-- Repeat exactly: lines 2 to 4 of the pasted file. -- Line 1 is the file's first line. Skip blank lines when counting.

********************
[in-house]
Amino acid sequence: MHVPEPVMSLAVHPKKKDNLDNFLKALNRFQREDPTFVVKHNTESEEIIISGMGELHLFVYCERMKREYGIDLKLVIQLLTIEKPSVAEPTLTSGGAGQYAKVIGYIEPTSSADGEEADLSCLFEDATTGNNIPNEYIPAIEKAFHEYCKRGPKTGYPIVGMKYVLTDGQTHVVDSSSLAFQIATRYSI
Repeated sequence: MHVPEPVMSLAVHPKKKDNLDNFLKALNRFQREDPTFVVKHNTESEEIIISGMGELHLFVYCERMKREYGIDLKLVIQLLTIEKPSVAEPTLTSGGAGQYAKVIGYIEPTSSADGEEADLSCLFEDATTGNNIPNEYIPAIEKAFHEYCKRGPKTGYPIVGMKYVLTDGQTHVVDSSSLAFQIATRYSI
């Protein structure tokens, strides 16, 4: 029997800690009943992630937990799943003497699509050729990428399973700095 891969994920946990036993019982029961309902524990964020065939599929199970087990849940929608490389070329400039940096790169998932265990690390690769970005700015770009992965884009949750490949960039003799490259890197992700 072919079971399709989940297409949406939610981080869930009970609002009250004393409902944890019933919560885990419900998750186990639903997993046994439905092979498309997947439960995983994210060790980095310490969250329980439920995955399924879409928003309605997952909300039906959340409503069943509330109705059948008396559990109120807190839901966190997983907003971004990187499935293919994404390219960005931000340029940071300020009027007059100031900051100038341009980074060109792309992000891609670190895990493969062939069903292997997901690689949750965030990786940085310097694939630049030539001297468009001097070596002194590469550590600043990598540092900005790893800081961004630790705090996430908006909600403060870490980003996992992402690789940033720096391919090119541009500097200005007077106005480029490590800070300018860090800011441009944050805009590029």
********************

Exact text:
Amino acid sequence: MHVPEPVMSLAVHPKKKDNLDNFLKALNRFQREDPTFVVKHNTESEEIIISGMGELHLFVYCERMKREYGIDLKLVIQLLTIEKPSVAEPTLTSGGAGQYAKVIGYIEPTSSADGEEADLSCLFEDATTGNNIPNEYIPAIEKAFHEYCKRGPKTGYPIVGMKYVLTDGQTHVVDSSSLAFQIATRYSI
Repeated sequence: MHVPEPVMSLAVHPKKKDNLDNFLKALNRFQREDPTFVVKHNTESEEIIISGMGELHLFVYCERMKREYGIDLKLVIQLLTIEKPSVAEPTLTSGGAGQYAKVIGYIEPTSSADGEEADLSCLFEDATTGNNIPNEYIPAIEKAFHEYCKRGPKTGYPIVGMKYVLTDGQTHVVDSSSLAFQIATRYSI
């Protein structure tokens, strides 16, 4: 029997800690009943992630937990799943003497699509050729990428399973700095 891969994920946990036993019982029961309902524990964020065939599929199970087990849940929608490389070329400039940096790169998932265990690390690769970005700015770009992965884009949750490949960039003799490259890197992700 072919079971399709989940297409949406939610981080869930009970609002009250004393409902944890019933919560885990419900998750186990639903997993046994439905092979498309997947439960995983994210060790980095310490969250329980439920995955399924879409928003309605997952909300039906959340409503069943509330109705059948008396559990109120807190839901966190997983907003971004990187499935293919994404390219960005931000340029940071300020009027007059100031900051100038341009980074060109792309992000891609670190895990493969062939069903292997997901690689949750965030990786940085310097694939630049030539001297468009001097070596002194590469550590600043990598540092900005790893800081961004630790705090996430908006909600403060870490980003996992992402690789940033720096391919090119541009500097200005007077106005480029490590800070300018860090800011441009944050805009590029």